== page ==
Coronary Calcium Score and Cardiovascular Risk

Greenland P, Blaha MJ, Budoff MJ, Erbel R, Watson KE.
Coronary Calcium Score and Cardiovascular Risk. J Am Coll Cardiol 2018;72:434-447.

The following are key points to remember from this review of coronary calcium score and cardiovascular (CV) risk:

  1. Coronary artery calcium (CAC) is a highly specific feature of coronary atherosclerosis. CAC scoring has emerged as a widely available, consistent, and reproducible means of assessing risk for major CV outcomes, especially when planning primary prevention interventions such as statins and aspirin. CAC testing in asymptomatic populations is cost-effective across a broad range of baseline risks, and has been shown to positively impact patient compliance.
  2. Vascular calcification is not simply the result of aging. Ectopic bone production, a common feature of atherosclerosis, is the basis for coronary artery calcification influenced by inflammatory, metabolic, and master transcription factors as well as bone morphogenetic protein.
  3. Inflammation, propagated by apolipoproteins and oxidized phospholipids in the artery wall, is instrumental for both development of atherosclerosis and vascular calcification. Oxidative stress may be a key link between inflammation and vascular calcification.
  4. Computed tomographic (CT) scanners for CAC scoring are readily available. Scanning can be performed with 10-15 minutes of total room time at about 1 mSv of radiation without the need for contrast agents. Initial studies evaluated the ability of CAC on CT to detect the probability of CAD in symptomatic men and women. In subsequent studies using coronary arteriography, intracoronary ultrasound, and histologic studies from autopsy hearts that were scanned, CAC quantification by scores correlated well with atherosclerotic plaque burden, but there was no association with luminal area.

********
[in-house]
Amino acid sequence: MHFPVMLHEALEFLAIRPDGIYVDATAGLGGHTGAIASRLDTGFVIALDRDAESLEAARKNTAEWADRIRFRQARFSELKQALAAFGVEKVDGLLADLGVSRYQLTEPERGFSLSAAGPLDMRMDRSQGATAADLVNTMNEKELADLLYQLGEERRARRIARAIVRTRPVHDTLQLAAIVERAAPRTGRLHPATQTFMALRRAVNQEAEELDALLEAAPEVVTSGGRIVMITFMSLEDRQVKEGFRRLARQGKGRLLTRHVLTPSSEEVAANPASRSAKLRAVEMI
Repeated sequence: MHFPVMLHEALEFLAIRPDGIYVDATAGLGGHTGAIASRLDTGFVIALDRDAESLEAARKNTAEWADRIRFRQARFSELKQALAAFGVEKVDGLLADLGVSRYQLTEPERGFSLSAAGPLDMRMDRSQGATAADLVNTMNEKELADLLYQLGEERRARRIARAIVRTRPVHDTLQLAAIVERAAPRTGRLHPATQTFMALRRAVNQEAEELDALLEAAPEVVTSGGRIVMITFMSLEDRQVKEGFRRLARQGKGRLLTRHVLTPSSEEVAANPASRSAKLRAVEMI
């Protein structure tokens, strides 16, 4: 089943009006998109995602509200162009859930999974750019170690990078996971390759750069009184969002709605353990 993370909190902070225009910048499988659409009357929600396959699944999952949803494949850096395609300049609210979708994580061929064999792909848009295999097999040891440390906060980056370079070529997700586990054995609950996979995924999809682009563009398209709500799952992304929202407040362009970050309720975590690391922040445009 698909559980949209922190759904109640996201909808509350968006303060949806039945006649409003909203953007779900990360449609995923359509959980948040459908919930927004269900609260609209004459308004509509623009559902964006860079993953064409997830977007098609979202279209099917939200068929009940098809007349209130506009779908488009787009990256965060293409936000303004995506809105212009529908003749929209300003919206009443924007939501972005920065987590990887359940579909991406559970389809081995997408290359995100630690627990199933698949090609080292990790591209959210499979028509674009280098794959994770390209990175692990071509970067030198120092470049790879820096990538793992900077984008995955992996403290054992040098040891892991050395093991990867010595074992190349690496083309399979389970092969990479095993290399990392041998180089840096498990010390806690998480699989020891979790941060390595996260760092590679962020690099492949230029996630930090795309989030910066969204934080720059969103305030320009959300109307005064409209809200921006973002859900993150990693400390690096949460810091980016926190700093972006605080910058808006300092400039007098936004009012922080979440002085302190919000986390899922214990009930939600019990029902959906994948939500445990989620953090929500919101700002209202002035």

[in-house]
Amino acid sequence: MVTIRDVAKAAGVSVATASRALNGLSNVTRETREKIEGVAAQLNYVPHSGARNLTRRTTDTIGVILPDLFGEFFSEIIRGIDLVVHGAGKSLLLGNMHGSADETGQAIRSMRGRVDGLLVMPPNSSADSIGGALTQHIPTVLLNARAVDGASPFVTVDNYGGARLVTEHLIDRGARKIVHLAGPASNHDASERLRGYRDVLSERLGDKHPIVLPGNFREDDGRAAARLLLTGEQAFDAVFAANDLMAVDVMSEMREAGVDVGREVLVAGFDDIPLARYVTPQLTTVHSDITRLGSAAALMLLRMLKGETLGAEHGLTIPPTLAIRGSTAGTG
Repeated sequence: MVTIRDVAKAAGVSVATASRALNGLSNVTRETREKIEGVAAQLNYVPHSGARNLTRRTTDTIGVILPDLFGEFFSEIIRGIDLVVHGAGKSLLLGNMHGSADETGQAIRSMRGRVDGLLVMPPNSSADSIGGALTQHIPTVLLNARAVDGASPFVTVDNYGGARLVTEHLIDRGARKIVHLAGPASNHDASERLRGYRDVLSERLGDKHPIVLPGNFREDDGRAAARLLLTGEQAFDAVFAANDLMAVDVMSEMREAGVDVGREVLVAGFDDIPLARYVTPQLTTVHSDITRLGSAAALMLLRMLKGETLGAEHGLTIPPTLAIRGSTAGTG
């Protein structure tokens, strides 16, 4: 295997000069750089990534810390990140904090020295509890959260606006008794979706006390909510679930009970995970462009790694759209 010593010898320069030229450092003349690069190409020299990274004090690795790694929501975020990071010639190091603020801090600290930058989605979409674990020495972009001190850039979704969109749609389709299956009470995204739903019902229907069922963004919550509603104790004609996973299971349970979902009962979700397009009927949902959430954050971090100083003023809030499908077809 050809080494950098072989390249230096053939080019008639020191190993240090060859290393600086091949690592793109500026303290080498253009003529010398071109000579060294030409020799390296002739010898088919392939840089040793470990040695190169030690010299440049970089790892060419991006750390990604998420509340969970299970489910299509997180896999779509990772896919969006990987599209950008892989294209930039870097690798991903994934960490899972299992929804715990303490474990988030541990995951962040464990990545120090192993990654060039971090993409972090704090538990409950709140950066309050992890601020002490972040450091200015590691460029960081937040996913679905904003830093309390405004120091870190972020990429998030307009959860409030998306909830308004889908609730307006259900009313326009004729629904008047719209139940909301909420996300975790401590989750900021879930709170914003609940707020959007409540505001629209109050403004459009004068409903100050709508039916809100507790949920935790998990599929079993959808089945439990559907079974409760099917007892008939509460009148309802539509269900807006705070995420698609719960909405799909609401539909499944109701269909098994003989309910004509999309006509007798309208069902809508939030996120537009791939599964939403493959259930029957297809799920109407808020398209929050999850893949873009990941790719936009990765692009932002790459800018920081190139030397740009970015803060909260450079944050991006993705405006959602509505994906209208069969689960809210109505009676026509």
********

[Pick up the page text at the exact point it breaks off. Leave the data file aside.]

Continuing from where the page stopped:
5. The earliest single-center studies showed an incremental value of CAC for predicting risk compared to traditional risk factors. The incremental value was established in both younger and older persons, diabetics, smokers, and the elderly.
  6. Population-based coronary calcium cohort studies were conducted in the United States and Europe. The US MESA (Multi-Ethnic Study of Atherosclerosis) and German HNR (Heinz-Nixdorf Recall [Risk Factors, Evaluation of Coronary Calcium, Lifestyle]) studies had similar design and goals including establishing the normal range of CAC scores (CACS) by age and sex to determine the relationship between CACS, lifestyle, and other known risk factors; and assess to what degree CAC predicted CV events beyond traditional risk factors. The four most common ethnic groups in the United States were included in MESA. CAC was higher in white patients, which was not explained by risk factors alone, yet CAC predicted CV events with similar strength in each ethnic group. The MESA and HNR CACS were similar, as was the ability to predict future CV events despite differences in risk factor profiles. The Rotterdam study group was older and included some persons with previous CV disease (CVD), but also had similar results. In the CARDIA study of young adults, CACS were obtained at follow-up among patients ages 32-46 years, many of whom had a CACS >0, particularly in those with one or more risk factors. Over an approximate 10-year follow-up period, CAC strongly predicted risk beyond traditional risk factors in these young patients. Findings were similar in African American patients in the Jackson Heart Study, and in postmenopausal women in the Women’s Health Initiative.
  7. A valuable and useful tool in support of CAC for risk assessment was developed in the MESA study, in which CAC was incorporated into a model using 10-year follow-up data of any coronary heart disease (CHD) outcome. The results were validated in the HNR study. The MESA risk score is available online and incorporates age 45-85 years. It provides 10-year CHD risk with and without the CACS. The weakness is that the present version does not include stroke and all forms of atherosclerotic CVD (ASCVD), as does the American Heart Association/American College of Cardiology guideline for statin therapy.